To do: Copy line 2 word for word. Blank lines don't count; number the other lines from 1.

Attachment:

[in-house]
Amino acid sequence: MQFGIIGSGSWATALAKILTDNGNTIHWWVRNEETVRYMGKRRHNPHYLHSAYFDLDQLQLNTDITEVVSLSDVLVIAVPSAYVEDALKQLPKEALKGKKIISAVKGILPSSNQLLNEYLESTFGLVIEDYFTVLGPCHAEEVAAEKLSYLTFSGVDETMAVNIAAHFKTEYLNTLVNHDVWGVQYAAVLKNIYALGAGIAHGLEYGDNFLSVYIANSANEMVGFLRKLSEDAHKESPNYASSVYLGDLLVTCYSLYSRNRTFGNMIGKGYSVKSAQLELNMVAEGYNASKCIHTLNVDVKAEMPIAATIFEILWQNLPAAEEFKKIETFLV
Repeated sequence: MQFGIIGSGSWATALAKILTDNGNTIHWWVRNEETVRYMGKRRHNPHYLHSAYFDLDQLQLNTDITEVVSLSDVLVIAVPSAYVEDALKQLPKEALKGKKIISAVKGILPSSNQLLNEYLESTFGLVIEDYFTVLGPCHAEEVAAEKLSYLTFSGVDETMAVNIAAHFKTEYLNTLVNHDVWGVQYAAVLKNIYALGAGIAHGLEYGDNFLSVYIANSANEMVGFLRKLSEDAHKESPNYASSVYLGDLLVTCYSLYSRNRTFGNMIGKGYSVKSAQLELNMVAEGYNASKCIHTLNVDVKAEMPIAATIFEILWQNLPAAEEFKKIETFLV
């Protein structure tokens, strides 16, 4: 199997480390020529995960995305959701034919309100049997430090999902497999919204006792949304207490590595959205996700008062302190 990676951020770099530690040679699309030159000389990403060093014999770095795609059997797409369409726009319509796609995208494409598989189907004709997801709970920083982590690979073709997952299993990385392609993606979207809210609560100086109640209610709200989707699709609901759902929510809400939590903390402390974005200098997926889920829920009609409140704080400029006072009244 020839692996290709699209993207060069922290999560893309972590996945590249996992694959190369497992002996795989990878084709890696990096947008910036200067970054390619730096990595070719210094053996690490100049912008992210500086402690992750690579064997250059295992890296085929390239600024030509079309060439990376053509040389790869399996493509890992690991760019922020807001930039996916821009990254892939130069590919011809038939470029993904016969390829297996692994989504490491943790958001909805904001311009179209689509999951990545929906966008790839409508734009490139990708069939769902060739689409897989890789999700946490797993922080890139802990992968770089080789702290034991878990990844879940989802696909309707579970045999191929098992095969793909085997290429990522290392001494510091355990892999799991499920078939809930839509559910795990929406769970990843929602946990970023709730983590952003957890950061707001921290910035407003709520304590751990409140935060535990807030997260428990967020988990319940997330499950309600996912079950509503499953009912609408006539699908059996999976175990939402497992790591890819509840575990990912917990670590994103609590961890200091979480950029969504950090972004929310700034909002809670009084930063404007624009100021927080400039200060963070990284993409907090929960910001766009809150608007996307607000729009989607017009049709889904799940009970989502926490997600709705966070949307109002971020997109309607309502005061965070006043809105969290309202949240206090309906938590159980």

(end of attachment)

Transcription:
Amino acid sequence: MQFGIIGSGSWATALAKILTDNGNTIHWWVRNEETVRYMGKRRHNPHYLHSAYFDLDQLQLNTDITEVVSLSDVLVIAVPSAYVEDALKQLPKEALKGKKIISAVKGILPSSNQLLNEYLESTFGLVIEDYFTVLGPCHAEEVAAEKLSYLTFSGVDETMAVNIAAHFKTEYLNTLVNHDVWGVQYAAVLKNIYALGAGIAHGLEYGDNFLSVYIANSANEMVGFLRKLSEDAHKESPNYASSVYLGDLLVTCYSLYSRNRTFGNMIGKGYSVKSAQLELNMVAEGYNASKCIHTLNVDVKAEMPIAATIFEILWQNLPAAEEFKKIETFLV